Viggie & Vika Thaw Iceland with Scorching Metal, Part 1: Interview with Brian Viglione
This is a joining of forces of epic proportions.
Even if you’re familiar with drummer Brian Viglione as one-half of The Dresden Dolls, you may not be acquainted with pianist Vika Yermolyeva, whose arrangements and performances of metal songs on the piano have become a YouTube phenomenon. Like Viglione, Yermolyeva is an awesome talent. And, like Yermolyeva, Viglione is a lifelong metal fanatic. This Saturday January 29, Viggie & Vika play their first concert of classic metal songs together at Sodoma, a club in Yermolyeva’s current hometown of Reykjavik, Iceland.
Yes, Iceland. In January.
Says Viglione, “There’s nothing to provide inspiration to get warm like the freezing cold, so hopefully through pounding fucking metal, we’ll achieve that end.” And then some. The combined powers of his and Yermolyeva’s fierce playing and the intensity of their shared love of heavy metal is likely to ignite the venue in a spontaneous combustion of energy that eclipses the Northern Lights.
“It’s gonna be sick!” Viglione predicts. “We’re gonna absolutely fuckin’ tear shit up when we get out there!”
Iceland: prepare to melt.
Original Hipster: How did you find Vika?
Brian Viglione: I found Vika on a late-night YouTube exploration, watching Slayer and Metallica live videos, and all of a sudden you see on the little sidebar, “Piano cover of ‘Battery’” pop up. And I thought, this sounds great. And just went on a wild odyssey of all of her different videos that I could find and was just absolutely blown away and found myself maniacally drumming away on my desk and getting really, really excited. Thinking, man, this is unbelievable!
I thought, well, maybe someday I’ll work up the guts to write to her and just say hi, great job, or something. So a couple months went by…and one night I finally just decided to write her a hello and introduce myself and introduce the idea of maybe doing a collaboration.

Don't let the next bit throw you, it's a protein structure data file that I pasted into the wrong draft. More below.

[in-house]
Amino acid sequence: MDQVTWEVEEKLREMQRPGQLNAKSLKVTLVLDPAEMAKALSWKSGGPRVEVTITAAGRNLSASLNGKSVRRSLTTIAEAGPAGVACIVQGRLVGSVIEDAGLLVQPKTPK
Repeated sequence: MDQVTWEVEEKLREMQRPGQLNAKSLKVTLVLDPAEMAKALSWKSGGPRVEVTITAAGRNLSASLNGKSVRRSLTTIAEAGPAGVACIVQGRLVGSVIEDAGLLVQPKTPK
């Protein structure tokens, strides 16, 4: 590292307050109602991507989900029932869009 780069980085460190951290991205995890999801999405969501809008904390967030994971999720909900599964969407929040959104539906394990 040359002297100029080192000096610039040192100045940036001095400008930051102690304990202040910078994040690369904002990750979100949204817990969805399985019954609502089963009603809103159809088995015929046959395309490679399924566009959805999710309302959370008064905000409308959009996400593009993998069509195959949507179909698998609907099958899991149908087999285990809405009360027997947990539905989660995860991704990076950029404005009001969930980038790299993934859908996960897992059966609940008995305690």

I thought, it’s a shot in the dark. Who knows? Maybe a couple months down the road, I’ll hear back. And within ten minutes, she wrote back and said, “Yeah, absolutely! I’d love to work with you! And I’ve heard of Dresden Dolls, and I’ve liked you guys for a while, and that would be great! We should definitely do a show together.” And I was like, all right! Enthusiasm and promptness! That’s a good sign!
OH: Can you give me a sneak preview of what songs you might play together?
BV: Yeah! We’re still tossing around some ideas, but the whole idea sprung from the fact that this is a teenage dream of mine that had never been fulfilled—to be in a thrash metal band with somebody. (laughs) And so, be it that there was never really a guitar player around to do it, and Vika completely rips, piano and drums it shall be. So, that’s going to be sort of at the core of it. But the songs that piqued my interest when I saw her playing—“Battery”, “One”, “Raining Blood”…I think we’re going to try to keep it to some of the more well-known thrash and metal songs of the 80s and 90s.
OH: What do you think your and Vika’s musical chemistry is going to be like?
BV: (laughs) Like two eighth-graders jumping up and down and turning the amps up to eleven is pretty much what I’m expecting. We were emailing each other pictures of the goat horns. It’s really exciting when you find somebody that you feel is a kindred spirit. All of these songs that we grew up listening to, that stuff is nearly imprinted on your DNA.
OH: What was the first metal song or album that grabbed you?
BV: The first metal record was probably the first Black Sabbath record. I remember in probably the fifth grade, my friend Casey Donovan found a version of it on vinyl and brought it over and was like, “Dude! Check it out!” And I remember being terrified of the creepy cover but then listening to the opening song, like the church bell and the rain and that menacing riff that comes thundering in… That’s great when you actually find music that is legitimately fear-inducing.
OH: What was the first metal concert you went to?
BV: The first metal concert I went to was Pantera. April 8, the day that Kurt Cobain was found dead, actually. It was a pretty surreal day for all my friends. We were all in eighth grade.
OH: What are your thoughts on the percussive combination of both piano and drums?
BV: I think if you’re coming from a similar place in how you want the songs to come across, and your approach complements each other, then it can work out great. That’s got to be the thing. You have to have a sympathetic view to one another. The heavy metal stuff definitely needs to be expressed with a lot of conviction, and I think Vika and I see very much eye-to-eye in that… And I think that’s where I wind up gelling with Amanda [Palmer] very much, as well…I love playing “War Pigs” with Amanda, and this is kind of the next extension of that.
OH: Will there be any vocals by you or Vika?
BV: I’ll probably be shouting my head off in unrestrained bliss.
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